#Crowdfunding News Roundup: December 6, 2013

IBMCNN Money | How IBM bypasses bureaucratic purgatory

IBM has an in-house crowdfunding platform that they use to allow employees to vet and evaluate their colleagues’ ideas. It’s an effort to “improve the way we do things internally” according to the head of IBM’s CIO Lab Francoise LeGoues.

Palatinate | Students turn to ‘crowdfunding’ to pay for degrees

UK students are increasingly turning to crowdfunding to pay for their expensive college tuitions. That is the basis of this piece in the Durham University student newspaper. An anonymous college student’s story is featured as an example of this emerging phenomenon.

Ontario-Securities-CommissionFinancial Post | Regulators mulling rules to allow crowdfunding in Canada

This article in the Financial Post is a good thousand-foot view of happenings within Canada in regards to legalizing and allowing equity crowdfunding for Canadian small businesses and the entrepreneurs behind them. The article examines how recent action on behalf of the OSC is affecting crowdfunding in Canada.

The Energy Collective | How Crowdfunding Could Impact Cleantech Entrepreneurs (And Why It Probably Won’t)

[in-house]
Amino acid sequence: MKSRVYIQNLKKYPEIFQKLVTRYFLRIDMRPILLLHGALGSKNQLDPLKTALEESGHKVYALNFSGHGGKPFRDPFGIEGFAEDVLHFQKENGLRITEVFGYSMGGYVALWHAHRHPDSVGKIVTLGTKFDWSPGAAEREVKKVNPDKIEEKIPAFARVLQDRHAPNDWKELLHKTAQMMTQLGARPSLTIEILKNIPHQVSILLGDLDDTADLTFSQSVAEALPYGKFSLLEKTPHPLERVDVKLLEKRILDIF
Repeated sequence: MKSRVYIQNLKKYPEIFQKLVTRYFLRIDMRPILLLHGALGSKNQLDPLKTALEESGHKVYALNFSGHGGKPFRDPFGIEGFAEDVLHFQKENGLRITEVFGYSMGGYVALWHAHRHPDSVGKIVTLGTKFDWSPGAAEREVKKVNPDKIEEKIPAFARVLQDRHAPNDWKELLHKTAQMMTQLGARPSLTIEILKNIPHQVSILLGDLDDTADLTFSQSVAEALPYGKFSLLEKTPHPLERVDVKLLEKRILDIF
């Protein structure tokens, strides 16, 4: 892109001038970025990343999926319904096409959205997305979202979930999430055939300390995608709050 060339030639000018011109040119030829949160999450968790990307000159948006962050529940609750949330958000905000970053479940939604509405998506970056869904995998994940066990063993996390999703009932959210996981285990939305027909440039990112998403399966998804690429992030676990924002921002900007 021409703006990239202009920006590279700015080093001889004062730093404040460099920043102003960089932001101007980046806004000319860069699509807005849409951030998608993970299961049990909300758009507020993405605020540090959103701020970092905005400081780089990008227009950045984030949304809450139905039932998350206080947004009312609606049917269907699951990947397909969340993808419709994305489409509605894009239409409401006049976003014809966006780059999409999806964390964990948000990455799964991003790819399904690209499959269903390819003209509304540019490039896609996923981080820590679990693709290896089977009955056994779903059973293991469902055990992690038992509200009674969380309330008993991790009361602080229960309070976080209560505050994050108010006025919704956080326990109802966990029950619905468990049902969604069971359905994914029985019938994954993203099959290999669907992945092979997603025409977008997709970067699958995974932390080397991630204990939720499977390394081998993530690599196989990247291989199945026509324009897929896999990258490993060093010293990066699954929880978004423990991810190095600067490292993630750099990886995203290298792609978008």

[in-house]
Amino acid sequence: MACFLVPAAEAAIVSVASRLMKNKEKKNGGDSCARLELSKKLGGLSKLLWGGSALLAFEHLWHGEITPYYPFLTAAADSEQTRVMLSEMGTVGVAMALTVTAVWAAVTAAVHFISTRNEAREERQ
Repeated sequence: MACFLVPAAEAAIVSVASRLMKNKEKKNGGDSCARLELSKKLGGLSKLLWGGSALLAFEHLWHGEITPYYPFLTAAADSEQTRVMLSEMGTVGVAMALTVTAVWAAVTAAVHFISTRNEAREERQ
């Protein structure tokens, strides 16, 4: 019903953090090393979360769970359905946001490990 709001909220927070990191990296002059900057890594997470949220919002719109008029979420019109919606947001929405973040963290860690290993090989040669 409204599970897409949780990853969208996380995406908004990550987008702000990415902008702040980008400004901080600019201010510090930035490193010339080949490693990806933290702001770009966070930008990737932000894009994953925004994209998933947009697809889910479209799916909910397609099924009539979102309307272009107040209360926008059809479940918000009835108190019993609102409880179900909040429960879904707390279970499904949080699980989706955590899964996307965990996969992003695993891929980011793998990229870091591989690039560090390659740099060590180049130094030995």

This article makes the argument that many contributions made to cleantech projects now via platforms like Kickstarter and Mosaic are really “quasi-donations,” and the author doubts that crowdfunding will result in any substantive movement in funding cleantech enterprise any time in the near future.

Current.org | With crowdfunding, rethink your expectations for engaging public media’s supporters

There have been a variety of media-related projects successfully funded via crowdfunding platforms, and this article on Current.org explores a handful of the best examples while looking for clues into what the future may hold for crowdfunding in the media and journalism.

Startup Smart | Beyond cash: Using your crowd funding campaign to sell units, gain exposure and identify target markets

Any astute crowdfunder will tell you that crowdfunding isn’t all about the money. This article in Startup Smart explains how the creators of the Vtalk phone (which successfully crowdfunded on Kickstarter) used the crowd not only to fund their product, but to market it, too.

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